The rest of the sheep were located from Midwest to east within the country.  All older folks who had owned them for years.  At one farm, I called an hour after they had been loaded on a truck and sent to auction.  They were able to call the auction and have them returned with my promise that I would pay the bills and their feed.  At that time, they were selling for $25 or less per head, and no one could afford to keep them.

As other flocks were located, the owners were convinced to keep them with the promise that a registry would be formed for them; a separate identity would be given to them (the name Babydoll); and a market niche formed for them. 

In September 1991, the Registry was put together with Jacque Rogers in Oregon and myself.  It was a simple system in the beginning.  The rules for acceptance into the registry were set.  All sheep must be two years of age or older, measured by a veterinarian, be 24” or less—front leg from the ground to top of shoulder without measuring the wool, and meet the standard of the original Southdowns being shown at the international livestock shows in the early 1950s.  Three of us viewed the photos of each sheep submitted.  We were on our way, and the original 287 head of sheep were registered during the first year of the registry.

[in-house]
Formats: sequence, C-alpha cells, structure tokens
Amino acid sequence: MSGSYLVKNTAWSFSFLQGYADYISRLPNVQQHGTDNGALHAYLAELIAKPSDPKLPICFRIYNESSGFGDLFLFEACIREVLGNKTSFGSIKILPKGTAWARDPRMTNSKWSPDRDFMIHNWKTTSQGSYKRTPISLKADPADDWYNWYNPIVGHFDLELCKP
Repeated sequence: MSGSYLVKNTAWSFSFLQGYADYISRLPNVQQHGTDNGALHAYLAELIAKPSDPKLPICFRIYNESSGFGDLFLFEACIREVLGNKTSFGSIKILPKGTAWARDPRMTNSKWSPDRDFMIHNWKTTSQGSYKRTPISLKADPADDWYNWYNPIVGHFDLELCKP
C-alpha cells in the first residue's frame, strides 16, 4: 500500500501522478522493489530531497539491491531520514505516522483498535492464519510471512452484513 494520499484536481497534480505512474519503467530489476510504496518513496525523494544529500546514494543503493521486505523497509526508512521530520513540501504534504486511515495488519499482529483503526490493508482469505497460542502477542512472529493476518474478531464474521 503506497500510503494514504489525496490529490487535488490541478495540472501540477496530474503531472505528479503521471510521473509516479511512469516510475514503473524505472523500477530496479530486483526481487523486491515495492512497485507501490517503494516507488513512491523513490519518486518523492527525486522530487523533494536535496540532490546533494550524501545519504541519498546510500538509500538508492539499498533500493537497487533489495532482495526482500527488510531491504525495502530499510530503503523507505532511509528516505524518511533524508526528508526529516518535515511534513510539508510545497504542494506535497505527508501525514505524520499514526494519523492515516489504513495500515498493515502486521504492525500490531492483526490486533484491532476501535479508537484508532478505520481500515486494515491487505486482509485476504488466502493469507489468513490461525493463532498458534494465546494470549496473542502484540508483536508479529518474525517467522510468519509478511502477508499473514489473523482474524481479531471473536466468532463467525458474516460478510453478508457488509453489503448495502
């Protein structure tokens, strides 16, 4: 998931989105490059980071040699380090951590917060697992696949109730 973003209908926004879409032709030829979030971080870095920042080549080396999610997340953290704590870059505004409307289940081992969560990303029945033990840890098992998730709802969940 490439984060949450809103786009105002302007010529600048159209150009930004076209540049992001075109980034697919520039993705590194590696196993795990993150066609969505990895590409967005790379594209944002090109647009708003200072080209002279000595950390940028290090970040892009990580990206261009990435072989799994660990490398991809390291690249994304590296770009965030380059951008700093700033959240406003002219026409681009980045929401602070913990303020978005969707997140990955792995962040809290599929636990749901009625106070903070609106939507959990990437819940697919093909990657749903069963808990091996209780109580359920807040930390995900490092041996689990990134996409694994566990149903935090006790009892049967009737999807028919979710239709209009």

By 1995, 983 sheep had been registered and 26 separate bloodlines were established.  In May of 1995, the Registry was brought home.  Jacque could no longer manage it.  My daughter Vicki and I spent four months redoing the Registry.  Not an easy task.  It had to be all on one sheet.  A three-copy carbonless form, one copy to the breeder, one copy for the breeder’s file to be transferred to each succeeding owner’s file, and one copy to be a numerical record of every sheep registered for the stud book.  This system would provide a numerical trail of each sheep from birth to death, from owner to owner.  The system would also immediately detect fraudulent attempts to register lambs or transfers and would set the Registry on solid rock so it could never be destroyed.  It could not be maintained with elective officers, where records were shipped from one registrar to the next, and with each new set of officers changing the policies or playing a game of politics.